The Theology Of The United Methodist Church

1050 Words Apr 24th, 2016 5 Pages
When I was 10 years old Rev. Holland Vaughn looked into my eyes and said, “Michael, you are going to be a pastor one day.” I found his prophetic pronouncement humorous. One, because I had no intention of ever becoming a pastor, and two because even at that age I was already running with neighborhood gangs and engaged in very unchristian activities. As the acolyte, week after week I carried my candle lighter and sat beside him on the altar. I watched the people laugh, cry, fall asleep, and occasionally shout an enthusiastic “amen!” From the “preacher’s bench” behind the pulpit. I observed this master plie his trade, using tradition, experience, and reason, to bring the Bible to life. Subconsciously I was reasoning through my own theology, experiencing God’s love through God’s people, absorbing the word from the biblical sermons, the creeds, and the hymns as we sung our faith together. My formation in The United Methodist Church was centered upon the Bible, the primary source of Christian belief and theological exploration. The Scriptures contain all things necessary for salvation.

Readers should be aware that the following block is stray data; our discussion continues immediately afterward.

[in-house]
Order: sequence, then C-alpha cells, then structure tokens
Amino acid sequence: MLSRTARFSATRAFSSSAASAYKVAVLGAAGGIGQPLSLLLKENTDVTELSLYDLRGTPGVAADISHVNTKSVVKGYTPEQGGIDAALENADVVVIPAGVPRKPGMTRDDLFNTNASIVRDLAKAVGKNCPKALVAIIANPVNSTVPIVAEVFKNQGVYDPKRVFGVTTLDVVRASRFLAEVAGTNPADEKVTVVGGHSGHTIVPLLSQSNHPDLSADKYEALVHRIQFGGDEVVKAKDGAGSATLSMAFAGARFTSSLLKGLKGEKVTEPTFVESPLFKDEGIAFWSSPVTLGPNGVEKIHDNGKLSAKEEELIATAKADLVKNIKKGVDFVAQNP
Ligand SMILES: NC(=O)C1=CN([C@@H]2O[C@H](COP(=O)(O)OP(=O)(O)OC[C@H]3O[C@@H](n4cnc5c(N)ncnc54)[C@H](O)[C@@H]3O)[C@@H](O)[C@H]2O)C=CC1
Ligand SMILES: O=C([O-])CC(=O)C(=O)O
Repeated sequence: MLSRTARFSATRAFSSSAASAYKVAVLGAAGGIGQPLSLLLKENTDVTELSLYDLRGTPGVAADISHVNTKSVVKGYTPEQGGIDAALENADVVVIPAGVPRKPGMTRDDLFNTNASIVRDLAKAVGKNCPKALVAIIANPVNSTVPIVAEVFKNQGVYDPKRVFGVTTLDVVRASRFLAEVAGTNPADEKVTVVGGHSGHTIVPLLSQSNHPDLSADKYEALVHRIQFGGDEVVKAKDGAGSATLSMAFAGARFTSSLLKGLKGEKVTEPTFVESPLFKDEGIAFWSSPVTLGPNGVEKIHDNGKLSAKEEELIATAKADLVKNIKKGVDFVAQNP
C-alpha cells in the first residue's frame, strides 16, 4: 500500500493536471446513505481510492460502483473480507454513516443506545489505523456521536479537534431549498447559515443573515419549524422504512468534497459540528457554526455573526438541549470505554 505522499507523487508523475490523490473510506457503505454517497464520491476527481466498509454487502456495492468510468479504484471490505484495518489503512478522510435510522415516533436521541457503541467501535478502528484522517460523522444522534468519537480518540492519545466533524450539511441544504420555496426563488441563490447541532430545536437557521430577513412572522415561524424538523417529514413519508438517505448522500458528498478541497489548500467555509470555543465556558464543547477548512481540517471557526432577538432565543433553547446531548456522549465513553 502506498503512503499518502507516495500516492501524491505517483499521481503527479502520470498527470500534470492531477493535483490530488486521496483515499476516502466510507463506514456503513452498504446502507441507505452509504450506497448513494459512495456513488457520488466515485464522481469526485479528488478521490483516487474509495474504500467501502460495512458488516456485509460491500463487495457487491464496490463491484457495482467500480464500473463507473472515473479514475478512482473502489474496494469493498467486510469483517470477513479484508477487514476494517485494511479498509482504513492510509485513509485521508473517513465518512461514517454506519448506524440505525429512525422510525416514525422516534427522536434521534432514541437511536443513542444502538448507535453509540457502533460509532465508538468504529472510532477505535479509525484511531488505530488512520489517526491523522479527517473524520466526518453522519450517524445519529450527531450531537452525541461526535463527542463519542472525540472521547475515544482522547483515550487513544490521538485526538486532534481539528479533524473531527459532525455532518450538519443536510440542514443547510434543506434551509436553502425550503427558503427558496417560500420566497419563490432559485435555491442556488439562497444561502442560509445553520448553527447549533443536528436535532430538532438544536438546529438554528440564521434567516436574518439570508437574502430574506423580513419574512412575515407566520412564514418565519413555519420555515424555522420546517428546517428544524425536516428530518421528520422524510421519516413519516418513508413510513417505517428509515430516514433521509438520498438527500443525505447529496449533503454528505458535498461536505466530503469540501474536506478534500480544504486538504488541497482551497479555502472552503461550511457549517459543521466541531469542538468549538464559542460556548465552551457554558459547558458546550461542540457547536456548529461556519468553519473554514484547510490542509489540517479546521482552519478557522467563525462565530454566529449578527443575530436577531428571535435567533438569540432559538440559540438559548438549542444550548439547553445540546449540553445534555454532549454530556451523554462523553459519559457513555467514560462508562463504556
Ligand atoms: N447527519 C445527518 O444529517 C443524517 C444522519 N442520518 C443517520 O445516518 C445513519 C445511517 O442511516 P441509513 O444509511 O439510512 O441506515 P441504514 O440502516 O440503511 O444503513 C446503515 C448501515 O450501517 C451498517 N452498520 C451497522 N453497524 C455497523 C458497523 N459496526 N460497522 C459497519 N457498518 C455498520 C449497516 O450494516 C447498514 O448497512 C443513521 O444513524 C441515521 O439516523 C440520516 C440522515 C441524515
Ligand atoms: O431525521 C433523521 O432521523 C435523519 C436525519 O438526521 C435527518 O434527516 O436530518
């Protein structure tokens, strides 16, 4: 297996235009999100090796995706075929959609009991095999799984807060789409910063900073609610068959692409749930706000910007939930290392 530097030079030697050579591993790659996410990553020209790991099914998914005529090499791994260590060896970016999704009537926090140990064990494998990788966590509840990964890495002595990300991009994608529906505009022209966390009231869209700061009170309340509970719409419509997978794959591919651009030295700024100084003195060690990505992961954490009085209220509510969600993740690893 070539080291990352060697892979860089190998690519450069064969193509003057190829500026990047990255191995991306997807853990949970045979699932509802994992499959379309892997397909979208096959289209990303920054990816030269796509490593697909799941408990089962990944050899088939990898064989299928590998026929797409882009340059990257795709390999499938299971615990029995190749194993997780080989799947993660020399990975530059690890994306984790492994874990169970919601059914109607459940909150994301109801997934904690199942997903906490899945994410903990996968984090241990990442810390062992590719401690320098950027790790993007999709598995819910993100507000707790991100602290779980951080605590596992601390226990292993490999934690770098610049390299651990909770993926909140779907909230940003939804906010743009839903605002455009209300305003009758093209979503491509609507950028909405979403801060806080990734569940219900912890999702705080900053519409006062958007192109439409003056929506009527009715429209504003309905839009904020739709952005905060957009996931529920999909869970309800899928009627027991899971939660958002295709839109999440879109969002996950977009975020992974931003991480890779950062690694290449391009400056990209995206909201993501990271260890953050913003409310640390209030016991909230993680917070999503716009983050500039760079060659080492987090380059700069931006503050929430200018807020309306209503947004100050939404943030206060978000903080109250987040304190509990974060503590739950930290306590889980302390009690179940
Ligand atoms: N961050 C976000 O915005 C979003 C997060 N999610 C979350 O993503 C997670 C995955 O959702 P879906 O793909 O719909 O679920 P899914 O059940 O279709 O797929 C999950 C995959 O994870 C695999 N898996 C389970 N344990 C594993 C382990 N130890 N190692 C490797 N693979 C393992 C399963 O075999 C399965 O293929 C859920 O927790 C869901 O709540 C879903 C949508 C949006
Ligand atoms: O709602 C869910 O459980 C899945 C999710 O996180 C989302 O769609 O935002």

John Wesley stated “the substance of the entire Bible is summed up in two plain words-faith and salvation.” The Bible reveals God, enables us to develop faith, leads us to salvation (Rom 10:17), and calls us to be “transformed into the character of God.” However, as Scott Jones states, “Scripture alone… Yet never alone.” The United Methodist Church is not a sola Scriptura church. “Wesley…
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